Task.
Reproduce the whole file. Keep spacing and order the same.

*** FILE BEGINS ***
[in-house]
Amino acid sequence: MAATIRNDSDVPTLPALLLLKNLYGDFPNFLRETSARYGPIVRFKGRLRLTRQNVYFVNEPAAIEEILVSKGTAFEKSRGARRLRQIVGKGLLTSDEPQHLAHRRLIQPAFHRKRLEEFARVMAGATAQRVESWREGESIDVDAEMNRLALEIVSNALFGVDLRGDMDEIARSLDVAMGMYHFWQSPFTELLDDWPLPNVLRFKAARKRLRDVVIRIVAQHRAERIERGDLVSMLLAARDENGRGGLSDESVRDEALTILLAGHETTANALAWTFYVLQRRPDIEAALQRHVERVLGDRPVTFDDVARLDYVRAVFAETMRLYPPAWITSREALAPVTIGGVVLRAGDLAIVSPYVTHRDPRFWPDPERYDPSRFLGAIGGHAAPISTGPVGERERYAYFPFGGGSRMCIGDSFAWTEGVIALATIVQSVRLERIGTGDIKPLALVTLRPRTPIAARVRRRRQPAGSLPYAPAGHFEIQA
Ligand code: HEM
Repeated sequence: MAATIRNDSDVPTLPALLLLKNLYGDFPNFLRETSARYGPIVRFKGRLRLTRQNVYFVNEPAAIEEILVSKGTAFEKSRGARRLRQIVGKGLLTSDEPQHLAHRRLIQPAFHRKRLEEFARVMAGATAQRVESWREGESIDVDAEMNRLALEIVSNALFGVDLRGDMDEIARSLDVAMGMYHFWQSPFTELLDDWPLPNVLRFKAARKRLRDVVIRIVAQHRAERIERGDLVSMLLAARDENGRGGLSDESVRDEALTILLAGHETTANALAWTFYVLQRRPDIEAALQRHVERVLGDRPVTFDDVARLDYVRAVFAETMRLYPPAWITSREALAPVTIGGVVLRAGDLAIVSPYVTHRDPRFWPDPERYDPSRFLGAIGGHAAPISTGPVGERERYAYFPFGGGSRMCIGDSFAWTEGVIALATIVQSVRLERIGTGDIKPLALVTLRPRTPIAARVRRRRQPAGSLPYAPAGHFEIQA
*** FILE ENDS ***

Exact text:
[in-house]
Amino acid sequence: MAATIRNDSDVPTLPALLLLKNLYGDFPNFLRETSARYGPIVRFKGRLRLTRQNVYFVNEPAAIEEILVSKGTAFEKSRGARRLRQIVGKGLLTSDEPQHLAHRRLIQPAFHRKRLEEFARVMAGATAQRVESWREGESIDVDAEMNRLALEIVSNALFGVDLRGDMDEIARSLDVAMGMYHFWQSPFTELLDDWPLPNVLRFKAARKRLRDVVIRIVAQHRAERIERGDLVSMLLAARDENGRGGLSDESVRDEALTILLAGHETTANALAWTFYVLQRRPDIEAALQRHVERVLGDRPVTFDDVARLDYVRAVFAETMRLYPPAWITSREALAPVTIGGVVLRAGDLAIVSPYVTHRDPRFWPDPERYDPSRFLGAIGGHAAPISTGPVGERERYAYFPFGGGSRMCIGDSFAWTEGVIALATIVQSVRLERIGTGDIKPLALVTLRPRTPIAARVRRRRQPAGSLPYAPAGHFEIQA
Ligand code: HEM
Repeated sequence: MAATIRNDSDVPTLPALLLLKNLYGDFPNFLRETSARYGPIVRFKGRLRLTRQNVYFVNEPAAIEEILVSKGTAFEKSRGARRLRQIVGKGLLTSDEPQHLAHRRLIQPAFHRKRLEEFARVMAGATAQRVESWREGESIDVDAEMNRLALEIVSNALFGVDLRGDMDEIARSLDVAMGMYHFWQSPFTELLDDWPLPNVLRFKAARKRLRDVVIRIVAQHRAERIERGDLVSMLLAARDENGRGGLSDESVRDEALTILLAGHETTANALAWTFYVLQRRPDIEAALQRHVERVLGDRPVTFDDVARLDYVRAVFAETMRLYPPAWITSREALAPVTIGGVVLRAGDLAIVSPYVTHRDPRFWPDPERYDPSRFLGAIGGHAAPISTGPVGERERYAYFPFGGGSRMCIGDSFAWTEGVIALATIVQSVRLERIGTGDIKPLALVTLRPRTPIAARVRRRRQPAGSLPYAPAGHFEIQA